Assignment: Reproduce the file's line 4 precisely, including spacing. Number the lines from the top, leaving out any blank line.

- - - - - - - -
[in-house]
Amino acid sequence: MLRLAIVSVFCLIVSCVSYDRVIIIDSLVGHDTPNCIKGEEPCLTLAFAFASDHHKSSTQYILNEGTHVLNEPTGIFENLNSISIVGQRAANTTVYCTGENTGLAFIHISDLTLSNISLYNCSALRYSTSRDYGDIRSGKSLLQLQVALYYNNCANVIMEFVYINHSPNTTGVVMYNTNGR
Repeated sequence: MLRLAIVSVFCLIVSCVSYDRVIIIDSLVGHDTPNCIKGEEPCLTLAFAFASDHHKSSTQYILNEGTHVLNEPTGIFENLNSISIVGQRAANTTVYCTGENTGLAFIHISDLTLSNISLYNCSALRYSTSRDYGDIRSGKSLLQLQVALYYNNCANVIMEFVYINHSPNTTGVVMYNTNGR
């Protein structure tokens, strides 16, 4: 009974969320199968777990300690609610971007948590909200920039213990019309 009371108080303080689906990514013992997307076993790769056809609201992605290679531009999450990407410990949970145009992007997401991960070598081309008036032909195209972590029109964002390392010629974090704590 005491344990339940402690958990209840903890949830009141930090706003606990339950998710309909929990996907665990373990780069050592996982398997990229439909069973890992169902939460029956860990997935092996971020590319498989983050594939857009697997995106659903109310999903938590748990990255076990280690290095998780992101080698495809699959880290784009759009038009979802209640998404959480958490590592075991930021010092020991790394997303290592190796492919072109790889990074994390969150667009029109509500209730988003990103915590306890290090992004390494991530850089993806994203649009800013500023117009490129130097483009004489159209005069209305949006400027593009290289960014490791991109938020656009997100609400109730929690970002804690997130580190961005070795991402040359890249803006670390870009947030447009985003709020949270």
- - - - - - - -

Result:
């Protein structure tokens, strides 16, 4: 009974969320199968777990300690609610971007948590909200920039213990019309 009371108080303080689906990514013992997307076993790769056809609201992605290679531009999450990407410990949970145009992007997401991960070598081309008036032909195209972590029109964002390392010629974090704590 005491344990339940402690958990209840903890949830009141930090706003606990339950998710309909929990996907665990373990780069050592996982398997990229439909069973890992169902939460029956860990997935092996971020590319498989983050594939857009697997995106659903109310999903938590748990990255076990280690290095998780992101080698495809699959880290784009759009038009979802209640998404959480958490590592075991930021010092020991790394997303290592190796492919072109790889990074994390969150667009029109509500209730988003990103915590306890290090992004390494991530850089993806994203649009800013500023117009490129130097483009004489159209005069209305949006400027593009290289960014490791991109938020656009997100609400109730929690970002804690997130580190961005070795991402040359890249803006670390870009947030447009985003709020949270």